Others had protruding rivets that caught some babies who wore pacifiers on a string (a BIG no-no, never have your baby wear a pacifier on a string). A slew of injuries and deaths have prompted the recall of ten million playpens over the years. Yes, you can search government recall lists (cpsc.gov) to see if that hand-me-down is recalled, but we’d skip the hassle and just buy new.
2. Go for the bassinet feature.
Some play yards feature bassinet inserts, which can be used for babies under three months of age (always check the weight guidelines). This is a handy feature that we recommend.
3. Skip the “newborn napper.”
Graco has added a newborn napper feature to some of its playpens. This is a separate sleep area designed to “cuddle your baby.” You are supposed to use this napper before you use the bassinet feature. Our concern: the napper includes plush fabrics and a head pillow—we consider this an unsafe sleep environment.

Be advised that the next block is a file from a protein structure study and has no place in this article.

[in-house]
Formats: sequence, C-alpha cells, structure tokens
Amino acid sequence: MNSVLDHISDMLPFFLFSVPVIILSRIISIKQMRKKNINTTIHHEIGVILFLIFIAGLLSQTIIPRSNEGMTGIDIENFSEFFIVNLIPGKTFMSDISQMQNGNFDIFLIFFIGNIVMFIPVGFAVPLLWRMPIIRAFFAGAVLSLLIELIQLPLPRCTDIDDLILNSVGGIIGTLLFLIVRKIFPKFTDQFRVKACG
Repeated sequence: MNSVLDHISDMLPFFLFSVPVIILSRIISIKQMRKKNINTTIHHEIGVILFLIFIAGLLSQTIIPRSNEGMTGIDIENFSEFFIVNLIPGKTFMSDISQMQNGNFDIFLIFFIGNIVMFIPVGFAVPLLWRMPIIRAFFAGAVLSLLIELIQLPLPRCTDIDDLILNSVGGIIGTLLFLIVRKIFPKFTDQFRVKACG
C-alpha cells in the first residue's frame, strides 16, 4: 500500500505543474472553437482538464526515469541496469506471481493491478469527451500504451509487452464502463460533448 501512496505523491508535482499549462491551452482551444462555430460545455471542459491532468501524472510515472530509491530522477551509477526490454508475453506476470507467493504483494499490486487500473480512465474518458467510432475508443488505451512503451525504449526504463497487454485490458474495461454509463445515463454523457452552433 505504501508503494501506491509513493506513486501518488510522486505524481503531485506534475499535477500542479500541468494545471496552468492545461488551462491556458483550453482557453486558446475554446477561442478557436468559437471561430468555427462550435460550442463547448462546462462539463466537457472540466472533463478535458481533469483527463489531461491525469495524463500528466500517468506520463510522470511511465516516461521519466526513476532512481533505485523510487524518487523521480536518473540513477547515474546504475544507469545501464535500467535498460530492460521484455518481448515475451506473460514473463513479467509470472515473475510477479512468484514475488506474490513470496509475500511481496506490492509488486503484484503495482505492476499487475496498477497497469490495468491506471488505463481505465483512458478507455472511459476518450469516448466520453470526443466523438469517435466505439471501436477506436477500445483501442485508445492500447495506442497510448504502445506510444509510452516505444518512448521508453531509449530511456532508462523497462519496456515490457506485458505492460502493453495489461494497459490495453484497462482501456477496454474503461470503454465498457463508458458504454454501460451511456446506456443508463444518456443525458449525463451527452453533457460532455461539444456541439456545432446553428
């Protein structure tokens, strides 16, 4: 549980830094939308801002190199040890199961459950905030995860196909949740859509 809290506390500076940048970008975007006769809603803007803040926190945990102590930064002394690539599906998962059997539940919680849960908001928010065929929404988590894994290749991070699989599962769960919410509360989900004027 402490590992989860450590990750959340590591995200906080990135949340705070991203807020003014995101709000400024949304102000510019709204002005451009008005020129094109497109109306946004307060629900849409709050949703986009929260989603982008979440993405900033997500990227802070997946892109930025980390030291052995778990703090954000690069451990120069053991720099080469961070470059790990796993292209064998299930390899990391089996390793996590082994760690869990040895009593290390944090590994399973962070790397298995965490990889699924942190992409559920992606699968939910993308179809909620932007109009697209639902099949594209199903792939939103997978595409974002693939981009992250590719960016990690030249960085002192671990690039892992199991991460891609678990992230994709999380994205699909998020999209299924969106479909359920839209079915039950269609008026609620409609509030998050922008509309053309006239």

The Consumer Product Safety Commission and the America Academy of Pediatrics guidelines tout that your baby should always be put down to sleep on his back on a flat surface with no soft bedding—the newborn napper is an inclined surface with the aforementioned pillow and plush fabrics on the side. Graco also makes a model (the Chadwick) that has non-removeable bumpers (see picture) on the bassinet. We do not recommend this model play yard for the same reason we don’t recommend you use bumpers in a crib.
4. Check the weight limits.